Such, in brief, is the real position of International Socialism towards subject nations. It is a concept based upon the belief that civilisation needs free nations just as the nations need free individual citizens, that the internationalism of the future will be based upon the free federation of free peoples, and cannot be realised through the sub jugation of the smaller by the larger political unit. But Comrade Walker says these are words, and mean that the S.P.I. desires the Irish to divorce themselves from all Trade Unions, Friendly Societies, and Co-operative Societies across the water. Not necessarily. If we look at the two nations across the Atlantic, we can see that every Trade Union and Friendly Society which does business in the United States also does business in Canada and vice versa, yet the two nations are independent politically of each other. Why can England and Ireland not be as industrially intermingled, and yet politically separate?


Our Comrade is sore over my attitude towards his election campaign in North Belfast. But he should have reminded the readers of Forward of his attitude in that campaign. He should have told them that he pledged himself to oppose Home Rule and religious equality. That he pledged himself to oppose any alteration in the Coronation Oath – that oath which the King of England recently objected to take because of its stupid reactionary intolerance. The oath was too much even for a royal stomach, but Comrade Walker pledged himself to maintain it. He should have reminded his readers that in the 17th and 18th centuries the ferocious bigotry of the governing class placed upon the Statute Book of Ireland laws against Roman Catholics so atrocious that they are regarded by modern sentiment as the very incarnation of sectarian malevolence, and that he promised to maintain them in his answer to the following question:

“Will you resist every attack upon the legislative enactments provided by our forefathers as necessary safeguards against the political encroachments of the papacy?”

Answer by W. Walker – “Yes.”

We progress as we get away from the bigotry of our forefathers, but Comrade Walker was willing to make their bigotry our standard of legislation.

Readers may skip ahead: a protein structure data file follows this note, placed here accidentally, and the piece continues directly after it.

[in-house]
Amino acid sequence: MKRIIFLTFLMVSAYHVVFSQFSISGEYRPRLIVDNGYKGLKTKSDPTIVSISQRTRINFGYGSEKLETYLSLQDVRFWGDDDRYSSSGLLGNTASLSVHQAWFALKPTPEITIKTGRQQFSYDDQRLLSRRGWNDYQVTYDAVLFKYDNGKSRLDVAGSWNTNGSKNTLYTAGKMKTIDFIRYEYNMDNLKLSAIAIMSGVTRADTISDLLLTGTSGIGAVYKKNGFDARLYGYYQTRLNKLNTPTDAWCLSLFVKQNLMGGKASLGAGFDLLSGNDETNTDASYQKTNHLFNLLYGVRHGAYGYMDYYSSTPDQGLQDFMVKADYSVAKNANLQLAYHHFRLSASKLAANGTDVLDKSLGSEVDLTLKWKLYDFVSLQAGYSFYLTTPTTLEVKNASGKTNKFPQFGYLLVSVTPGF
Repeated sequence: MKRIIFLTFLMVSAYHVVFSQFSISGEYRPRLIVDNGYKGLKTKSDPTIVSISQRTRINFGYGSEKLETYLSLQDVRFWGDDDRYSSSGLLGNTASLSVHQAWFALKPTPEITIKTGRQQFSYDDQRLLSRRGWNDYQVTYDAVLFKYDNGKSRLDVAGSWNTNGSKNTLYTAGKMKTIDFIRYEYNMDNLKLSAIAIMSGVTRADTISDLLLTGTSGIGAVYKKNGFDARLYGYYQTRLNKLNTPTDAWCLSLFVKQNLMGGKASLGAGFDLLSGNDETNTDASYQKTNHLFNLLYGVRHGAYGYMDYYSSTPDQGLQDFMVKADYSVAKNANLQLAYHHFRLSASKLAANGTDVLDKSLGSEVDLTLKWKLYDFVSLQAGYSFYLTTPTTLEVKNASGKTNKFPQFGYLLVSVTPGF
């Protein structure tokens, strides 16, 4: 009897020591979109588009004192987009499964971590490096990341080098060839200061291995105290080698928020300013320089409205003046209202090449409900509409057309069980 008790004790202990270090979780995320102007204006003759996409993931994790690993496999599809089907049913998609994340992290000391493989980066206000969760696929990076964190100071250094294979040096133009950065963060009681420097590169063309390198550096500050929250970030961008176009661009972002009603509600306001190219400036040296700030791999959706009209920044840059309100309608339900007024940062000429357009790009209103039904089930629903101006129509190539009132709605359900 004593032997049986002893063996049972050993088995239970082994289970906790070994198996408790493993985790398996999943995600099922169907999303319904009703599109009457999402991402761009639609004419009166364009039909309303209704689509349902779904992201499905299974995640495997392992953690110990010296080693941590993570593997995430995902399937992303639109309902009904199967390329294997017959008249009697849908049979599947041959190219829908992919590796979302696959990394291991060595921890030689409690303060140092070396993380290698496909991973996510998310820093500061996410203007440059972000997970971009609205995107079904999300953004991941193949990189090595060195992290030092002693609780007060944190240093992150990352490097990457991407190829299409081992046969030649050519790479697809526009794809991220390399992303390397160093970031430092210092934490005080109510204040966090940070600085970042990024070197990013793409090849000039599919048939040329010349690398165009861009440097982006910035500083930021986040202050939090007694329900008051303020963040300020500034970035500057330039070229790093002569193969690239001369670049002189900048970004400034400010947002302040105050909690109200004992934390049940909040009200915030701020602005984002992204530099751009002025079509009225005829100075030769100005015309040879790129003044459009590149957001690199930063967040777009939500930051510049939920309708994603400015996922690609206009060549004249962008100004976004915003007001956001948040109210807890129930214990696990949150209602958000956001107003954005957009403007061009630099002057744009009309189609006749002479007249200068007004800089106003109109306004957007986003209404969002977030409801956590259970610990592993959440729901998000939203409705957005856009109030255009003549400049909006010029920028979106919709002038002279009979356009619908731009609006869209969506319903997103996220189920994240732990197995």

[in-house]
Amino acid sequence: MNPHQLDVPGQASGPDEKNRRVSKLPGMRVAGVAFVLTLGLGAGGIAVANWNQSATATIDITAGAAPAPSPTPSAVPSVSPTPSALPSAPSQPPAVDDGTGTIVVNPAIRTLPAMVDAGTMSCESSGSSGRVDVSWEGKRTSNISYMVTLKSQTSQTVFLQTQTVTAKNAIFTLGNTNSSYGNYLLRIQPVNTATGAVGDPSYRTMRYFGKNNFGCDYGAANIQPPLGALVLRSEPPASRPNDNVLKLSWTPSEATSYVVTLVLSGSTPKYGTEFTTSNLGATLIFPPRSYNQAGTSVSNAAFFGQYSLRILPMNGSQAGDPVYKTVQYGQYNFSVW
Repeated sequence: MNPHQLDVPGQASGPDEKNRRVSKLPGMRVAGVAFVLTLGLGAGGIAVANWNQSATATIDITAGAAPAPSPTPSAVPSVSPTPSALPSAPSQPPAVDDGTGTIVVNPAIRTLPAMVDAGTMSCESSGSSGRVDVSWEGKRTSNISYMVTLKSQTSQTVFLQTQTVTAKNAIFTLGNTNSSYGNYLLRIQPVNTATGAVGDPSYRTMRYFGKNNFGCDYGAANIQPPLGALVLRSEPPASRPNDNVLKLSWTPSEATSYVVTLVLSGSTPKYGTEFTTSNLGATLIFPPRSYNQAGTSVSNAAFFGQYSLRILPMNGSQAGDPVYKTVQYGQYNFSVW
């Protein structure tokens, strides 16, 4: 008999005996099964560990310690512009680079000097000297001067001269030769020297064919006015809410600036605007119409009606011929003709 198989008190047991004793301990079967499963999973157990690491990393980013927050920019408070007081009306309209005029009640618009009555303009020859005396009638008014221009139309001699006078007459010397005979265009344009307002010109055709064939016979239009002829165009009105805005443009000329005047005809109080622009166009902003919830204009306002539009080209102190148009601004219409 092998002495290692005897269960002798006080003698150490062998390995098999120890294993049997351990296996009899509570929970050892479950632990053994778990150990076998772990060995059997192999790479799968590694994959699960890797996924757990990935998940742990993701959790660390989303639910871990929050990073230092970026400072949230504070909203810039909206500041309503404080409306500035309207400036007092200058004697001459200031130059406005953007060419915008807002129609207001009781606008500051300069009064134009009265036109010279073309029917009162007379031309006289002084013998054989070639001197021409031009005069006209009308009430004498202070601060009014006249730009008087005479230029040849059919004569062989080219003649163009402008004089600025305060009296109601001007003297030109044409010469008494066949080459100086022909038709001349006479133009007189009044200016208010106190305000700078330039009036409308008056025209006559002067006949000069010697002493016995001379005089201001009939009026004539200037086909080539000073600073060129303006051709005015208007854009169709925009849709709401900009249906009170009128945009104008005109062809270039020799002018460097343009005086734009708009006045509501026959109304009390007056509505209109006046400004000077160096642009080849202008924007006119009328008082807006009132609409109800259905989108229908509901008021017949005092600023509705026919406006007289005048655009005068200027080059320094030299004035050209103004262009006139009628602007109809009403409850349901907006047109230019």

In a country overwhelmingly of our religious faith, he pledged himself to oppose the entry of members of that faith into certain political and legal offices; he pledged himself to “make an effort to obtain a redistribution of Parliamentary seats for the purpose of diminishing the extravagant representation of Ireland by means of which the Roman Catholics and disloyal party has hindered the business of the House of Commons,” and he declared that “Protestantism means protesting against superstition; hence true Protestantism is synonymous with Labour,” thus leaving it to be inferred that if a Catholic embraced the cause of Labour, he also embraced the Protestant religion.

Well, Comrade Walker may feel scandalised at my statement that I am glad of his defeat, but I refuse to endorse the idea that because a man styles himself “Independent Labour” or even “Socialist,” he has a right to be a renegade to every other principle of progress. When he has purged himself of such reactionary ideas, as other men have done since the same election, I will gladly support him in his contest for a Parliamentary seat in an Irish House of Commons.

Finally, the fact remains, and we may yet have to appeal to the tribunal of the International Labour movement on the question, that Comrade William Walker, a member of the Executive of the Labour Party is vehemently opposing the formation of a Labour Party in Ireland. We may have to ask the aforesaid tribunal whether Comrade Walker, in such action, has the support of his Executive, or is speaking with their mandate in thus doing the work of the enemy joining with the bigoted Orangeman, and the equally bigoted follower of Mr. Redmond to stifle the aspirations of the more militant section of the Irish Working Class for a party of its own, to fight its battles against the common enemy.

I, for one, do not believe that any one of the men whose genius have made the Socialist movement what it is, would hail the uprise of a Labour Party in Ireland, and the consolidation of our Socialist forces, with anything save joy and satisfaction.


Last updated on 12.8.2003